NBC’s Days of our Lives has fired head writers Gary Tomlin and Christopher Whitesell. Emmy winning writers Dena Higley and Josh Griffith will take over as the new head writers effective February 16, 2015 reports Soap Opera Digest.
So this shouldn’t come as a surprise to anyone. Days of our Lives has been a DAYSaster disaster for months, and the ratings aren’t anything to scream home about either. It’s the change many have been calling for, but you know how the saying goes, be careful what you wish for. A change at the top was definitely necessary, however is the solution to hire not one, but two writers within the Sony soap family that have been fired more than once?
The return of Dena Higley marks her third run as the head (or co-head) of creative for the NBC soap, previously serving from March 2003 – August 2003 and April 2008 – August 2011 (note: these refer to dates her episodes aired). She also served as head writer for ABC’s One Life to Live from December 2004 – September 2007, winning a Daytime Emmy for Best Writing at the 2008 Daytime Emmy Awards. Higley was fired in May 2011, with her final episode airing in August. The writers that replaced her were fired less than a year later.
As for Josh Griffith, his storied background in soaps has spanned numerous networks and various positions. Over the course of his two decade plus career, he’s written for Santa Barbara, One Life to Live, As the World Turns, General Hospital (very briefly) and The Young and the Restless. He also co-created the short-lived NBC soap opera Sunset Beach. Griffith served as head writer (or co-head writer) for OLTL (1992 – 1995; 2003 – 2004) and Y&R (2007 – 2008; 2012 – 2013). He was Y&R’s executive producer from October 2006 – October 2008. Griffith was re-hired by Y&R in 2012 after the ousting of Maria Arena Bell. He shocked the soap industry in August 2013 when he quit the show due to ‘irreconcilable differences’ with executive producer Jill Farren Phelps. Griffith’s name was one of the many rumored to have been in contention to take over Y&R (again) in late 2014.
Don’t expect to see any changes immediately. Given DAYS’ taping schedule (which films four months out) and writing (which is even further), the earliest we’ll see new material is late June/early July.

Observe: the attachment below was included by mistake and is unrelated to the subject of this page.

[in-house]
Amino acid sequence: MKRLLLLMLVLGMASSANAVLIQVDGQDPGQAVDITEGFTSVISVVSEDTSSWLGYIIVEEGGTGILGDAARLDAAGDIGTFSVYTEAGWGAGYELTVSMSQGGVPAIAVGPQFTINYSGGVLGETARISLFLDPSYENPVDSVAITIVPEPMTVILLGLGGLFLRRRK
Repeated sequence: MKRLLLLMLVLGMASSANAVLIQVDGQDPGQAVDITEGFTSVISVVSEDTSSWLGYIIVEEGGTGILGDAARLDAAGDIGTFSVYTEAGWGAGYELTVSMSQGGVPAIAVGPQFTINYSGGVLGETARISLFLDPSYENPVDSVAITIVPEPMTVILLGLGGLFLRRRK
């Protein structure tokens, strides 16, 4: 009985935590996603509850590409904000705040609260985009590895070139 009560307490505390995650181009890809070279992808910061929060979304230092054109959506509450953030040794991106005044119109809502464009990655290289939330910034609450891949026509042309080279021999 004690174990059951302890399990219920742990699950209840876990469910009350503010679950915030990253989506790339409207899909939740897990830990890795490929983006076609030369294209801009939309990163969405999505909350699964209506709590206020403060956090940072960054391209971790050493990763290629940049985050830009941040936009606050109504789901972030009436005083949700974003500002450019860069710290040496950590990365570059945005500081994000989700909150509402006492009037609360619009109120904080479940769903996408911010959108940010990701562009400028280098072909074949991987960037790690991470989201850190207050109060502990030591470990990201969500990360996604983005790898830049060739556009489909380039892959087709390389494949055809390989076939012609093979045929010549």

Our Take: If you ask 10 soap fans what their feelings are about Higley’s writing, you’ll likely get 10 different answers. The same applies with the soap press. I haven’t loved everything Higley’s done, but even when her shows are bad, they’re at least entertaining. I’d rather you be bad than boring. The worst thing for any TV show to be is boring, and Days of our Lives has been both for months. I could go on and on about the repeated decision to hire writers fired from previous creative jobs rather than go outside for new blood or promote from within (say script writer Melissa Salmons), but that’s an issue for another time. Let’s talk about what the new team of Higley and Griffith (or is it Griffith and Higley) needs to do.
- Make the show entertaining. I know that’s a rather vague statement, but it’s the truth.
- Don’t reinvent the wheel, don’t try some off-the-wall story technique, keep it simple. There’s room for classic soap storytelling with a modern flair, watch The Bold and the Beautiful if you need a crash course in how to do it.
- Viewers want to see dynamic characters in engaging and captivating stories that evoke feelings within them. Start by looking at the characters that aren’t working and cut them.
- Look at characters that could use a revamp, a freshening up if you will, and plug them into areas of the canvas left vacant by the cuts.
- Recast roles that aren’t working. This doesn’t need any more explanation. You know who they are and so do we.
- Resist the urge to bring back every DiMera, Brady and Horton (or Tom, Dick and Harry too) in Corday creation. The “great reboot” failed. Let it stay dead and gone. If there are previous characters that can fit a purpose, bring them in. But don’t have them show up and do nothing for months at a time.
There’s a lot more that they need to do, and we’ll share more of our thoughts in a feature later this month. In the meantime, tell us your thoughts on this behind the scenes news and share your ideas for what the new writing team should do going forward.